Language Processing (LP) is a general term that refers to all the things the brain does to manage inbound language information (e.g., hearing people talk to us) as well as outbound language information (e.g., talking to someone else). The brain is required to turn sensory signals such as the sound of someone’s voice into meaningful messages that our brain then uses to do immediate thinking, responding and recording into memory. The brain is also required to take ideas from inside our heads and get them out into the world through our own speech or writing. All of these functions are part of LP.
Language Processing is not the same thing as Intelligence. In fact, it’s my observation that the more intelligent a person is, the more likely they are to have small glitches in their LP systems. In my case, my expressive spoken language is less efficient when I’m under stress. This translates into my short, clipped and sometimes rude-seeming talking when I’m in a rush, concentrating on something, or otherwise under pressure. This is just how I felt when seeing lots of patients in a busy medical office. Even though I may feel kindly towards someone and believe I’m being polite, the glitch in my expressive spoken language processing can short-circuit my intention and result in my sounding abrupt. And I won’t even know I’m doing it.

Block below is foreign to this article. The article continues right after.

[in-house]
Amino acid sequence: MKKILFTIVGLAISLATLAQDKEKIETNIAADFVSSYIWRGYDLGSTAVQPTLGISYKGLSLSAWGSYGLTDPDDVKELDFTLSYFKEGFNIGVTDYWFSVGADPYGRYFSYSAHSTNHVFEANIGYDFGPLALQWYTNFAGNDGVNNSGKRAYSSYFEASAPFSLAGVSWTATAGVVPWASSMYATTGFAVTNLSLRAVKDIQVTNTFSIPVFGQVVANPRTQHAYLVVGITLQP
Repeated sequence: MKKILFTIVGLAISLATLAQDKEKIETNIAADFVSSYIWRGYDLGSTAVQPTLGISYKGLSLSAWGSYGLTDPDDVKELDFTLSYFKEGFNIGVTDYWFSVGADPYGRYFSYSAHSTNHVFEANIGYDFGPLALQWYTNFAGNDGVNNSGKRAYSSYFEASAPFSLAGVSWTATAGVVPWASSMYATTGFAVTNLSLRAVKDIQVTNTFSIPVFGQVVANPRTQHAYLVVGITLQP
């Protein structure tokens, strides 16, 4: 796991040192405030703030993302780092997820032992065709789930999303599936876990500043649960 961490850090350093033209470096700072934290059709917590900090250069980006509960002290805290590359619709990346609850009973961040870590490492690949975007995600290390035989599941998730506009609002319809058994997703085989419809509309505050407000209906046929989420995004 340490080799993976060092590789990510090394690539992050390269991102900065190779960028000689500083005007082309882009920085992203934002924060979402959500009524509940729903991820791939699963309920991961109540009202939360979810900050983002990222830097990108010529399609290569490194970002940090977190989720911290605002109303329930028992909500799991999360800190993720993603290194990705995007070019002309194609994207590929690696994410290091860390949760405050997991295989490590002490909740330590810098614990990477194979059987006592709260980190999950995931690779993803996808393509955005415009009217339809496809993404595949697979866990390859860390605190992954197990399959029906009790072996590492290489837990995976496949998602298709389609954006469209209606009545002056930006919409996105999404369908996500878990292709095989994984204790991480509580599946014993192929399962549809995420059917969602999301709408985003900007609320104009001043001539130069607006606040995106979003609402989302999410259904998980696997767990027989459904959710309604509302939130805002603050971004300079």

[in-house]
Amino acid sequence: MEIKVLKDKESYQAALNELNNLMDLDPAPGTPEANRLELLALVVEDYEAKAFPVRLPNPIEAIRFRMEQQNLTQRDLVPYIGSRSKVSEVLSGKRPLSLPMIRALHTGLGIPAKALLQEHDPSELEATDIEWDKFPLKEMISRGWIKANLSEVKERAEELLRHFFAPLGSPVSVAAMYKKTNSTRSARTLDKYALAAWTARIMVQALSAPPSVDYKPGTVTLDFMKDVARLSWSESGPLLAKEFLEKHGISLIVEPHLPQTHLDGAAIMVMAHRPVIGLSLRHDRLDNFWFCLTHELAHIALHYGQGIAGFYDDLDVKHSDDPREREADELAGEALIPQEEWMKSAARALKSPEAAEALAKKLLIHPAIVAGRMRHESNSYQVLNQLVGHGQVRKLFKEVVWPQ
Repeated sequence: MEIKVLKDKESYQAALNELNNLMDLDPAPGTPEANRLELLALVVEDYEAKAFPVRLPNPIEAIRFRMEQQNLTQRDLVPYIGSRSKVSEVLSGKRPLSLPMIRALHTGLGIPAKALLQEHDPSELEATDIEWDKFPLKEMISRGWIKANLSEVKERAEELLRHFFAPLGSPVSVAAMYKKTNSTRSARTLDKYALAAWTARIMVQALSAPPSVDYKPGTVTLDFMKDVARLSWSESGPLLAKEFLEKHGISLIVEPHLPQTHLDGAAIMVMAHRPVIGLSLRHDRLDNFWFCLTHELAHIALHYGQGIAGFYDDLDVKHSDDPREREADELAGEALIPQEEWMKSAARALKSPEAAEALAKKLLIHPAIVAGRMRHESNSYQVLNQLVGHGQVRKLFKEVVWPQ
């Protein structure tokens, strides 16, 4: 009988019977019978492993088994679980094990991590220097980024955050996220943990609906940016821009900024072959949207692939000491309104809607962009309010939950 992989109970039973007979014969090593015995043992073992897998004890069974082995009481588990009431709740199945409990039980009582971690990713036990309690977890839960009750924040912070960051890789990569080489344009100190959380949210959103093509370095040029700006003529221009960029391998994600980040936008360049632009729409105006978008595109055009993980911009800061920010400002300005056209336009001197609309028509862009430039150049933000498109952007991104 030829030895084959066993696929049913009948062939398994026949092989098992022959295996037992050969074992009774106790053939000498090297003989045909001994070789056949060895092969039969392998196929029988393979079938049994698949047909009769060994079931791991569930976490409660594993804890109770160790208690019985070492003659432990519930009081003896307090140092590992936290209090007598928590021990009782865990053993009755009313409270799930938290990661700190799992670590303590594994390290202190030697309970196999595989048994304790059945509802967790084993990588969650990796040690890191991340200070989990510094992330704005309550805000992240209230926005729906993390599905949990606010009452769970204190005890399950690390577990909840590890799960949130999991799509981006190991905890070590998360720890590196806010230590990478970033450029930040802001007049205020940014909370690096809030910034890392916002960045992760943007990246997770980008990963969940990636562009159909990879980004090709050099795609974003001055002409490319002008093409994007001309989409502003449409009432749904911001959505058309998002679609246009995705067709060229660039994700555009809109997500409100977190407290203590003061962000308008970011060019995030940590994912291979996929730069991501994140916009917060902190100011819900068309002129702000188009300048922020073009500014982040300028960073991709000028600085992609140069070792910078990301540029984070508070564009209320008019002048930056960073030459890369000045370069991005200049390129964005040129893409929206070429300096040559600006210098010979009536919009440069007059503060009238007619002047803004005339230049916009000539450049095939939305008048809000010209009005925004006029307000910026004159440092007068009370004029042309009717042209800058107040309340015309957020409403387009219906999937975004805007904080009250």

Why don’t we notice our Language Processing glitches more easily?
Primarily because LP resides in the non-declaritive, subconscious part of the brain’s systems. The neuroanatomy is complex and I won’t go into detail here. The bottom line is that we don’t notice LP when it works or when it doesn’t work because it functions outside of our awareness, just like the parts of our brain that keep our breathing and heart beat going automatically.
Once you become aware of Language Processing as a concept, you can indirectly observe your own LP by noticing the product of the LP systems: how well you take in language information or how well you express yourself, under varying circumstances.
Once I came to understand that my mysterious “mean” behavior was simply a product of a particular glitch in my LP systems, especially when I was under stress, I was able to take the judgment out of the equation. I no longer questioned my quality as a human being, but rather saw this for what it was: brain physiology. I still took responsibility to address my communication shortcomings, but I had the understanding and tools to make lasting changes rather than beat myself up, deny the problem or feel secretly ashamed by my mysterious lack of character.
With an understanding of my LP and a lifting of self-judgment, I was much better able to catch myself being short with people, observe the details of the unwanted behavior, and ultimately change my communication for the better.
I frequently see unrecognized LP issues creating communication and relationship challenges among professional leaders. Interpersonal dynamics mistakenly attributed to personality or intentional actions are often due to LP differences instead. Understanding your own LP style as well as the styles of those around you is the secret sauce of communication. It can change your life—professionally and personally.
The best is yet to come.